Examining social identity influence: A meandering series of thought exercises

At the annual MAPOR conference a few weeks ago, we held the third in a series of panels built around Doug Hindman’s “belief gap” hypothesis. Following the panels in 2011 and 2012 I posted summaries of where my thoughts had gone based on what we’d all presented and talked about in these fruitful sessions. I had planned to do the same this year, but the thoughts have gotten too big. Instead, I have some thoughts on where the belief gap model has gone and how it can integrate with other similar models of social identity influence, to be followed by several posts exploring the deeper questions that are raised by what current research has done with this model.

First, a bit of a reset on what the model is and how it has changed. Hindman’s original belief gap study posited that beliefs about politically contested issues should be affected by political ideology over time, creating a widening gap between liberals and conservatives. It’s structurally the same as the knowledge gap hypothesis, only by focusing on politically contested beliefs rather than knowledge, the independent variable is moved from education to ideology. In a study presented at MAPOR in 2011, and recently published in Mass Communication & Society, two co-authors and I extended the model to include information relevant to one’s political identity — from both media and talk — as a mediating factor. Additionally, our theoretical approach incorporates work from a couple parallel but as yet disconnected areas — cultural cognition theory and recent research on misinformation correction.

In the paper I presented last month (and in another recently submitted to ICA), my research group expands and extends the model in a couple significant ways. First, we build on our previous paper’s examination of multiple outcomes by broadening the model from political identities and beliefs to any type of contested belief and its salient identities. In this case, we’re looking at beliefs about vaccines, and instead of political identities, we focus on environmental, religious, and parenting identities. We also conceptualize social identity as deriving from both group affiliation and adherence to group attitude norms. This gives us an affiliation → attitudes → information → belief pathway, which we model sequentially even while suspecting the relationships may be reciprocal. Notably, political identity does not lend itself to this affiliation/attitude disaggregation, providing an additional benefit to our addition of non-political identities. We also model two independent outcomes — belief that vaccines cause autism, and belief that vaccines are effective in preventing disease — and find that effects on them are different. So here’s what this looks like across this set of papers.

The findings of those last two, as well as the paper submitted to ICA and another by Ben Lyons presented at MAPOR, reveal the complexity of the actual phenomena we’re trying to uncover. Different identities might impact the same belief differently, and one identity might have different impacts on two seemingly closely related beliefs. Identities might also influence beliefs in the complete absence of explicit communication from elites to rank and file members, or even simply among rank and file members, about the belief in question — that is, as Ezra Klein put it, members of a group might “intuit” what they should think about a given topic based on what they understand the principles of their identity to be. That sounds a lot like an identity acting as an ideology. The complicating factor is that when we think about ideology in this way, we are primarily concerned with what we call “politics.”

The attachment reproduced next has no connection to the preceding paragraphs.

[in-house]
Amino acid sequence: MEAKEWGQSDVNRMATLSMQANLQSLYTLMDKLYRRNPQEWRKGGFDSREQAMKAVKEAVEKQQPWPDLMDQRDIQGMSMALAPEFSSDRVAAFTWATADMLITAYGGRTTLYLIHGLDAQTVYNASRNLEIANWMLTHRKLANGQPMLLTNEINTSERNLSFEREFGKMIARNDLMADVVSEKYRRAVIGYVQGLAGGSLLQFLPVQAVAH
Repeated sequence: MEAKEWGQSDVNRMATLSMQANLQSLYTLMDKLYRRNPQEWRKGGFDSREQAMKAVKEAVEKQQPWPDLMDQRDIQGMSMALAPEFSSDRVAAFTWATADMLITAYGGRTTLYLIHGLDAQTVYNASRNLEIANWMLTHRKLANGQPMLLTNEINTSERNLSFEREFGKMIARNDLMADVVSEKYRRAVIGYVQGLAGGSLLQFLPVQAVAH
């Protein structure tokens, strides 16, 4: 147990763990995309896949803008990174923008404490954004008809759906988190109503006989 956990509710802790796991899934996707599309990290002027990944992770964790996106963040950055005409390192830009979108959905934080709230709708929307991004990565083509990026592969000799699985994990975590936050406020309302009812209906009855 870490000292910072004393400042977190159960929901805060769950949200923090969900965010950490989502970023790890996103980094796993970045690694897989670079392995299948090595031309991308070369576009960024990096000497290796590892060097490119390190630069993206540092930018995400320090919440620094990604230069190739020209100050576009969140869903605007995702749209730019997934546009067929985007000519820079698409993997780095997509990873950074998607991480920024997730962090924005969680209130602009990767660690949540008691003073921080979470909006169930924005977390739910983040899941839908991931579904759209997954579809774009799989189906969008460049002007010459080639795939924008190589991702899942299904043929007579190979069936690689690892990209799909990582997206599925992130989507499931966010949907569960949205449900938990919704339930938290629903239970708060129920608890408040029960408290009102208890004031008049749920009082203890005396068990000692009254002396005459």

What does this mean? In subsequent posts, I’ll dig into four areas in the model that require both more detailed conceptualization and more extensive empirical exploration. First, the nature of identity and the relationship between affiliation and attitudes — that is, identification as a member of a group and expression of the group’s shared ideology. But because so much of what has been written about ideology is implicitly or explicitly about politics, I’ll follow that with some thoughts on how we define and constitute politics, per se, when the identities and attitudes that we think of as political are coming to align more and more with those that are “non-political.” Specifically, I want to address cleavages between elite, institutional, and mass politics. Third, because the role of information in the current model has not been solidified as yet, I will look at how selective exposure fits and doesn’t fit the model, which must be able to accommodate active media use, as well as passive information reception from social groups or co-members of social groups, which would not fit the typical definition of “selection.” Finally, I’ll end at the end of the model, talking about how we conceptualize belief and how we might think about issues as collections of characteristics that implicate different sets of antecedent identities.

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    • Guest

      Write those follow-ups